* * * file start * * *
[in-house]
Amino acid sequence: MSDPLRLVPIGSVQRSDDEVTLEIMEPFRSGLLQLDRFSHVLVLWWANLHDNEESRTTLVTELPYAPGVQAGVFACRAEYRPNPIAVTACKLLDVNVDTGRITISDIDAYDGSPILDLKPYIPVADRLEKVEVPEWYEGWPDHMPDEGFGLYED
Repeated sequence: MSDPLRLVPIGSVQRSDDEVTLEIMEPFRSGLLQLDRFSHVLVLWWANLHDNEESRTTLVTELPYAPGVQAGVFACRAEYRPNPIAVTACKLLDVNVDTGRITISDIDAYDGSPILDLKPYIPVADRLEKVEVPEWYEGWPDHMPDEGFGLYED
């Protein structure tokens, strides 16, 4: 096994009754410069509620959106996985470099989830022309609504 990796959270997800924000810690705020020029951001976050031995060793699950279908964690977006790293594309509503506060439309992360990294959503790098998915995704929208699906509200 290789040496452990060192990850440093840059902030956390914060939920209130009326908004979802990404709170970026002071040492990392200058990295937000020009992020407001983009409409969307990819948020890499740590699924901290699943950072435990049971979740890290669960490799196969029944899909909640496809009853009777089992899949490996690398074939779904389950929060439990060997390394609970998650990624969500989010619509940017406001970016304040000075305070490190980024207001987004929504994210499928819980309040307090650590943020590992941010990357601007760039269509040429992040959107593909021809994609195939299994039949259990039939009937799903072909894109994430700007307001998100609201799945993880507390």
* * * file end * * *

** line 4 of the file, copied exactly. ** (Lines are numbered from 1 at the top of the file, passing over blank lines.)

């Protein structure tokens, strides 16, 4: 096994009754410069509620959106996985470099989830022309609504 990796959270997800924000810690705020020029951001976050031995060793699950279908964690977006790293594309509503506060439309992360990294959503790098998915995704929208699906509200 290789040496452990060192990850440093840059902030956390914060939920209130009326908004979802990404709170970026002071040492990392200058990295937000020009992020407001983009409409969307990819948020890499740590699924901290699943950072435990049971979740890290669960490799196969029944899909909640496809009853009777089992899949490996690398074939779904389950929060439990060997390394609970998650990624969500989010619509940017406001970016304040000075305070490190980024207001987004929504994210499928819980309040307090650590943020590992941010990357601007760039269509040429992040959107593909021809994609195939299994039949259990039939009937799903072909894109994430700007307001998100609201799945993880507390």